A blog about teaching and learning in a maths classroom.
The Coordimate looks like a great idea, currently 80% funded:
This screencast follows on from the previous Mathematical Symbols in Word for Mac.
In this screencast, I show a fast method for typing mathematical expressions involving basic symbols (like × and ÷). This method doesn't require the mouse to navigate a menu nor does it require an Equation to be inserted.
Increasingly I am consuming media on my desktop computer rather than my TV when at home.
Numberphile, for example, publishes one or two videos a week that I want to watch. However, I've always found watching in the browser annoying. Two ways to improve the YouTube viewing experience are:
Cheap prices on self-inking stamps landed me these:
As I said in an earlier post...
2012 is looking like a year of quiet reflection (i.e. maybe not much on this blog), contemplation and trial and error.
Here is some recent thinking, please comment.
On MathsStarters, I have added a Frequency Distribution Table tool. The tool lets you have 3 to 10 scores, you tally as you go and the frequency and total are calculated.
You could use this on a projector/IWB (the buttons for incrementing the tally are sized for an IWB). Or, students could use this to record data on their own laptop as they collect it – paperless!
For NSW DET teachers, I’m sure you know of TaLe, and hopefully have seen some of the resources for the DER that have been published there. One category of resources has been called Laptop Wraps (they are also available publicly).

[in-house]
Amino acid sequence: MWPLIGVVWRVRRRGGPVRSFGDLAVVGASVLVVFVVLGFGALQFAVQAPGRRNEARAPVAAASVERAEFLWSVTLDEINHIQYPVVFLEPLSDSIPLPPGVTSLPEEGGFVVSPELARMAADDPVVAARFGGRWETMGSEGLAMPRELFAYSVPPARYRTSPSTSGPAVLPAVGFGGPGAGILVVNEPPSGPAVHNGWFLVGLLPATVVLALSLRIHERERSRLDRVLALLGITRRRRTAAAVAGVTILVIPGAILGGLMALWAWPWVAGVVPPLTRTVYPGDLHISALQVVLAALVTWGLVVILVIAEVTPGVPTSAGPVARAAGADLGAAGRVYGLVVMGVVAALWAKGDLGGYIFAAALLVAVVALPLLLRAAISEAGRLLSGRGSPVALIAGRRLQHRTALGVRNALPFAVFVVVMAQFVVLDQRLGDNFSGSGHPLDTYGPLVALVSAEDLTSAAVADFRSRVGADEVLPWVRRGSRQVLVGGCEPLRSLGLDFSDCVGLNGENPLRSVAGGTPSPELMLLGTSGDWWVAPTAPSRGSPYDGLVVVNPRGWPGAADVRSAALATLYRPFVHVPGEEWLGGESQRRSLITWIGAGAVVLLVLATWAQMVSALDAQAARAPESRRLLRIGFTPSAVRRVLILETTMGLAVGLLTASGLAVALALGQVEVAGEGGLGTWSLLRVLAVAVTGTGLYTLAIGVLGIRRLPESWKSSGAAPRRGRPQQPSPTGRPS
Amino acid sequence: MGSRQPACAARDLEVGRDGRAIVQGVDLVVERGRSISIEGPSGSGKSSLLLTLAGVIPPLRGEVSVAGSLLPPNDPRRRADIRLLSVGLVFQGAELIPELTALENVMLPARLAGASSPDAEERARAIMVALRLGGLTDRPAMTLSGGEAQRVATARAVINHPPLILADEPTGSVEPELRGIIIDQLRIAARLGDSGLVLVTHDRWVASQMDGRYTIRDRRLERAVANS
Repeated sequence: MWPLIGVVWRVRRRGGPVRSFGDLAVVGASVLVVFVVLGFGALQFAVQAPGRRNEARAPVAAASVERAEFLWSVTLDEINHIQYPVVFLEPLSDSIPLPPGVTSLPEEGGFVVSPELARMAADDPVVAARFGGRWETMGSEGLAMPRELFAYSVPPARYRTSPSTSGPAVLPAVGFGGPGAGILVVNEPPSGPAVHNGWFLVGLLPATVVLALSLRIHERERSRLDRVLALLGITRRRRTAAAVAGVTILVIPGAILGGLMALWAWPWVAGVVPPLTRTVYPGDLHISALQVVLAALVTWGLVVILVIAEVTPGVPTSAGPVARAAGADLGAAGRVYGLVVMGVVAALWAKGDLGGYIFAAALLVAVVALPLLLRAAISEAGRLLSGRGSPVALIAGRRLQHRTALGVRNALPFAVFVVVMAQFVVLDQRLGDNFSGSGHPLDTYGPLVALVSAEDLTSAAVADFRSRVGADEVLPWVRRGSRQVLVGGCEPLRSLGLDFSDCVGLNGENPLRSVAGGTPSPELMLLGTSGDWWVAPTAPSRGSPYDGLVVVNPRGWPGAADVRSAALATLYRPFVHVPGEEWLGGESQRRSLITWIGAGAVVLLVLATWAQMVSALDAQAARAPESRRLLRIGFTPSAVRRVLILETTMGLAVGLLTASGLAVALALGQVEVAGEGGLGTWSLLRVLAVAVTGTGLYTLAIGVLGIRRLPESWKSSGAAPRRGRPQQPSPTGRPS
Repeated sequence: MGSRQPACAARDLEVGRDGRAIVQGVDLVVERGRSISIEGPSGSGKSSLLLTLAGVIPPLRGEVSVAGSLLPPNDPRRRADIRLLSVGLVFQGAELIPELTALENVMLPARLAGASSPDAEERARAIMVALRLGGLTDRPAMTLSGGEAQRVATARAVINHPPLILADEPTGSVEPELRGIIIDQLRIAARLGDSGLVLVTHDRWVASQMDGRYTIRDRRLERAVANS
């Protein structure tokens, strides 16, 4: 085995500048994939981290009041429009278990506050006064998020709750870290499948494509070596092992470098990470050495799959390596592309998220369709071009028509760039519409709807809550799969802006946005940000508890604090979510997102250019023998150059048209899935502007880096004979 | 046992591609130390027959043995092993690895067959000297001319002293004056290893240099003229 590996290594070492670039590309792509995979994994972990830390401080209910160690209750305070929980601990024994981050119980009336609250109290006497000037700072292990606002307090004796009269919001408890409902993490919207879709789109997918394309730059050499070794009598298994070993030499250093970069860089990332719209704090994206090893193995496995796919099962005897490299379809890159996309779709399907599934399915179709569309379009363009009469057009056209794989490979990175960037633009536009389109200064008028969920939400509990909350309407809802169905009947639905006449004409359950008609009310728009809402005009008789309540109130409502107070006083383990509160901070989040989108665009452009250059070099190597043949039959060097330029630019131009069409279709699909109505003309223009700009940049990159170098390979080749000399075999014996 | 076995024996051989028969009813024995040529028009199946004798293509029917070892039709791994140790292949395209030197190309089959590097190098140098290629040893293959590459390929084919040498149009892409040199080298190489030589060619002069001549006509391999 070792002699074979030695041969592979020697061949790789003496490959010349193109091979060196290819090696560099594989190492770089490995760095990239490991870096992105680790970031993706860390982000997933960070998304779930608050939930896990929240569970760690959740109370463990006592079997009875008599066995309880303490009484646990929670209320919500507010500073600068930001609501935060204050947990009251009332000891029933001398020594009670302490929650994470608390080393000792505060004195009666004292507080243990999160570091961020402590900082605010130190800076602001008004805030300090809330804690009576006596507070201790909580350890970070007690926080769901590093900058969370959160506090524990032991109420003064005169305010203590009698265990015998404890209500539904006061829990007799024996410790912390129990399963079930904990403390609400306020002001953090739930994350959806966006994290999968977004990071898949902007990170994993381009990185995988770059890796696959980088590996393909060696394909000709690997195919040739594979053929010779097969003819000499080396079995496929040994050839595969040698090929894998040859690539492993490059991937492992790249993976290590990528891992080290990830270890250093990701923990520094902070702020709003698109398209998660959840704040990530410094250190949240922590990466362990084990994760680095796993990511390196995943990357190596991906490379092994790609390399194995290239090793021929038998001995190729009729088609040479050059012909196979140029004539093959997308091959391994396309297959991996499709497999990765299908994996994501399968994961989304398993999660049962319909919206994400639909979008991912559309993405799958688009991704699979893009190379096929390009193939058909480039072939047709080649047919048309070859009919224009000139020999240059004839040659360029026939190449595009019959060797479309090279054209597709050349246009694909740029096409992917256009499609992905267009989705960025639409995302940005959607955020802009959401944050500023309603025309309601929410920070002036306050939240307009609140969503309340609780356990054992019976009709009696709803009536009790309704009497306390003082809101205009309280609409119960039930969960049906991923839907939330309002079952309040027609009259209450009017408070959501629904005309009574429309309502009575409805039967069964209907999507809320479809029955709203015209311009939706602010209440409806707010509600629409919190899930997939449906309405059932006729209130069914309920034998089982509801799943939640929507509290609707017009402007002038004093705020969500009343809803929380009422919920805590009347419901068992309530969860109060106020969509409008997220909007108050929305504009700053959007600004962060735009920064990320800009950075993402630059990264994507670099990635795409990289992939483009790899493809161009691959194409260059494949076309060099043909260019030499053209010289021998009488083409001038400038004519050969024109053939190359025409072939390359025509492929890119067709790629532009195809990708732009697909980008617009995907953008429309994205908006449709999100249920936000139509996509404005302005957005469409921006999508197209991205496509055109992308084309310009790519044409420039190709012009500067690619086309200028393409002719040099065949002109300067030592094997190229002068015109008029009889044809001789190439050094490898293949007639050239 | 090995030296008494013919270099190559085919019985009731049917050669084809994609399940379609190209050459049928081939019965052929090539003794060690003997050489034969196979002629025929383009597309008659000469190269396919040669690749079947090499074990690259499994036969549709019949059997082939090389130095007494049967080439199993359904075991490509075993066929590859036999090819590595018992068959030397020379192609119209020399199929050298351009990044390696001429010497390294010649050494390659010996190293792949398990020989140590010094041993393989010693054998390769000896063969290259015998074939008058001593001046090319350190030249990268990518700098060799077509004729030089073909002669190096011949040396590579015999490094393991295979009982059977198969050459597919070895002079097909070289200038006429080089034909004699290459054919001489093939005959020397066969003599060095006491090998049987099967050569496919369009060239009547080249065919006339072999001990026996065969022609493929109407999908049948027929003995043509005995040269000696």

Reading blogs and networking on Twitter seem an obvious part of being a teacher. Yet when I take in to school a shiny new resource that I’ve received through one of these means, I usually get asked “where did you find this?”. The person behind the question is often thinking that I spend copious hours sitting at home in front of a computer “web surfing” or trying endless combinations of search terms in Google.
As I mentioned, the DER roll-out hit my classroom as we were in the midst of Algebra. Due to a tight program and exams shortly, I had to stick with a couple of topics which don’t really allow for “play” on the laptops as much as I would have liked.
A lot of the Algebra taught at the Stage 4 level is technique, and so matching activities work particularly well to practise and review skills.
Here’s a review of some of the ways I’ve found to make matching activities for use on the laptops.
Not really maths related, but handy if you’re looking at a web-site that will be used on a Netbook.
This article is not a “how-to” but rather some thinking about using GeoGebra (a discussion starter maybe).
I’ve found that teaching is one of those jobs where you end up making “to-do” lists. Years ago, I was determined to do away with paper-based to-do lists chasing me around. I started using Backpack described as an “information organiser” — Gather your ideas, to-dos, notes, photos & files online.
New Subscribe to the …MathsLinks
Simon Job — eleventh year of teaching maths in a public high school in Western Sydney, Australia.
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